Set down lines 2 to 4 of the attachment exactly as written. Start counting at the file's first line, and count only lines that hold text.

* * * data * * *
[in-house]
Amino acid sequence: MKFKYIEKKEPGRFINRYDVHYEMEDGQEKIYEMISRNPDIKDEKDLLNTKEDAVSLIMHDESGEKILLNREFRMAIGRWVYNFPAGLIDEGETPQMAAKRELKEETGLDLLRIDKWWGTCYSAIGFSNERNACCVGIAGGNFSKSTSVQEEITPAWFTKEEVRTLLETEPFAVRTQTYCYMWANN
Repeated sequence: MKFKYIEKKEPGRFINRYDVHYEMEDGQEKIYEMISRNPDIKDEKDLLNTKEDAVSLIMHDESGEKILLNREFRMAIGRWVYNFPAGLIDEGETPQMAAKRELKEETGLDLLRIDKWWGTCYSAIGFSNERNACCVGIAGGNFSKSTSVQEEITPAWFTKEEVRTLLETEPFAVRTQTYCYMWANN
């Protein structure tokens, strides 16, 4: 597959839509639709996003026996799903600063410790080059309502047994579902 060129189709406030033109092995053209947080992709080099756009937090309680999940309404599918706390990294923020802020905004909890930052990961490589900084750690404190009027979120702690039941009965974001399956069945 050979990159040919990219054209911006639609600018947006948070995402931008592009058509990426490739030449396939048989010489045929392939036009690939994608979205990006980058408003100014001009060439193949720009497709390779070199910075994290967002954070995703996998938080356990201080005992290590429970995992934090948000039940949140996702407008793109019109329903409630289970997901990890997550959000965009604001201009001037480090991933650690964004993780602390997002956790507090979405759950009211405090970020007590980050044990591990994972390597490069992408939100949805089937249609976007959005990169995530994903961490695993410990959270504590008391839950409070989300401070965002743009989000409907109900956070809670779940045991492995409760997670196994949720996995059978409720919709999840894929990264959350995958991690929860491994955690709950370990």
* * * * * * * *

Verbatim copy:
Amino acid sequence: MKFKYIEKKEPGRFINRYDVHYEMEDGQEKIYEMISRNPDIKDEKDLLNTKEDAVSLIMHDESGEKILLNREFRMAIGRWVYNFPAGLIDEGETPQMAAKRELKEETGLDLLRIDKWWGTCYSAIGFSNERNACCVGIAGGNFSKSTSVQEEITPAWFTKEEVRTLLETEPFAVRTQTYCYMWANN
Repeated sequence: MKFKYIEKKEPGRFINRYDVHYEMEDGQEKIYEMISRNPDIKDEKDLLNTKEDAVSLIMHDESGEKILLNREFRMAIGRWVYNFPAGLIDEGETPQMAAKRELKEETGLDLLRIDKWWGTCYSAIGFSNERNACCVGIAGGNFSKSTSVQEEITPAWFTKEEVRTLLETEPFAVRTQTYCYMWANN
């Protein structure tokens, strides 16, 4: 597959839509639709996003026996799903600063410790080059309502047994579902 060129189709406030033109092995053209947080992709080099756009937090309680999940309404599918706390990294923020802020905004909890930052990961490589900084750690404190009027979120702690039941009965974001399956069945 050979990159040919990219054209911006639609600018947006948070995402931008592009058509990426490739030449396939048989010489045929392939036009690939994608979205990006980058408003100014001009060439193949720009497709390779070199910075994290967002954070995703996998938080356990201080005992290590429970995992934090948000039940949140996702407008793109019109329903409630289970997901990890997550959000965009604001201009001037480090991933650690964004993780602390997002956790507090979405759950009211405090970020007590980050044990591990994972390597490069992408939100949805089937249609976007959005990169995530994903961490695993410990959270504590008391839950409070989300401070965002743009989000409907109900956070809670779940045991492995409760997670196994949720996995059978409720919709999840894929990264959350995958991690929860491994955690709950370990």